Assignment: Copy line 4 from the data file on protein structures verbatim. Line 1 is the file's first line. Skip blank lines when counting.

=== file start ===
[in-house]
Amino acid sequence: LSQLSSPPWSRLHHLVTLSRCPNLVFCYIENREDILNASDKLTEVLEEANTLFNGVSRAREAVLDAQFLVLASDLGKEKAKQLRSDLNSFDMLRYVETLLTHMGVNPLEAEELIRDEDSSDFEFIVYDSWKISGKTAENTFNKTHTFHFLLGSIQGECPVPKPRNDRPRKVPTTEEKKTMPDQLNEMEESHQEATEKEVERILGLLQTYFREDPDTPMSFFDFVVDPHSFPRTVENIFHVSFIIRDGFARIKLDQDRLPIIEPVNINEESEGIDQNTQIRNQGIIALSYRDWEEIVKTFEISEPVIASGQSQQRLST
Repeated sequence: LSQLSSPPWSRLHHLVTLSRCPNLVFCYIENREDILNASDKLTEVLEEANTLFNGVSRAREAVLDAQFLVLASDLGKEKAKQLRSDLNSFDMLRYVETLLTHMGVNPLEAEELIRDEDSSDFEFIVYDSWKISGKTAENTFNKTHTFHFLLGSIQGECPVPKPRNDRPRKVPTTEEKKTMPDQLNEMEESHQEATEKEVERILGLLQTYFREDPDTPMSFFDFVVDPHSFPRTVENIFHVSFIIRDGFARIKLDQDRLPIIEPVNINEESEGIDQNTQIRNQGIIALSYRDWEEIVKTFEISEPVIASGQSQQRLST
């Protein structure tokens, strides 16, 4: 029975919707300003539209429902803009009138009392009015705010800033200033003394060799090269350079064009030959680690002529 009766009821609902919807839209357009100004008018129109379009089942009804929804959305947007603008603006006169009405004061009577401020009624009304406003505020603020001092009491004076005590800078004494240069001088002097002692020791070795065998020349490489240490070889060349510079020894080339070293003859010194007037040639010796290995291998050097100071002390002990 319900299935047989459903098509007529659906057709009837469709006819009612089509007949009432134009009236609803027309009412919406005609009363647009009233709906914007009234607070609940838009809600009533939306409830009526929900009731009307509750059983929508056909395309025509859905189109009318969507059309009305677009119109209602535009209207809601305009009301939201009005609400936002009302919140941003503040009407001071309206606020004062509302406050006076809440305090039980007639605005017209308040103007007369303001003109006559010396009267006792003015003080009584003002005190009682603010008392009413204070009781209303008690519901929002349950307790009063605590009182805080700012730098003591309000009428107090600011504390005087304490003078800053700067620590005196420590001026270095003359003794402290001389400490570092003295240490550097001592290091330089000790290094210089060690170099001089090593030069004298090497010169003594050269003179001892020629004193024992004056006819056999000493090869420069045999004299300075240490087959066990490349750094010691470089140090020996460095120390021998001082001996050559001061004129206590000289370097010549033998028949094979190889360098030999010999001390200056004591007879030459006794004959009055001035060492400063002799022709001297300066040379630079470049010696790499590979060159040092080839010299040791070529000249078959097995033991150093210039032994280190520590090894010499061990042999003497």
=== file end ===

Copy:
């Protein structure tokens, strides 16, 4: 029975919707300003539209429902803009009138009392009015705010800033200033003394060799090269350079064009030959680690002529 009766009821609902919807839209357009100004008018129109379009089942009804929804959305947007603008603006006169009405004061009577401020009624009304406003505020603020001092009491004076005590800078004494240069001088002097002692020791070795065998020349490489240490070889060349510079020894080339070293003859010194007037040639010796290995291998050097100071002390002990 319900299935047989459903098509007529659906057709009837469709006819009612089509007949009432134009009236609803027309009412919406005609009363647009009233709906914007009234607070609940838009809600009533939306409830009526929900009731009307509750059983929508056909395309025509859905189109009318969507059309009305677009119109209602535009209207809601305009009301939201009005609400936002009302919140941003503040009407001071309206606020004062509302406050006076809440305090039980007639605005017209308040103007007369303001003109006559010396009267006792003015003080009584003002005190009682603010008392009413204070009781209303008690519901929002349950307790009063605590009182805080700012730098003591309000009428107090600011504390005087304490003078800053700067620590005196420590001026270095003359003794402290001389400490570092003295240490550097001592290091330089000790290094210089060690170099001089090593030069004298090497010169003594050269003179001892020629004193024992004056006819056999000493090869420069045999004299300075240490087959066990490349750094010691470089140090020996460095120390021998001082001996050559001061004129206590000289370097010549033998028949094979190889360098030999010999001390200056004591007879030459006794004959009055001035060492400063002799022709001297300066040379630079470049010696790499590979060159040092080839010299040791070529000249078959097995033991150093210039032994280190520590090894010499061990042999003497």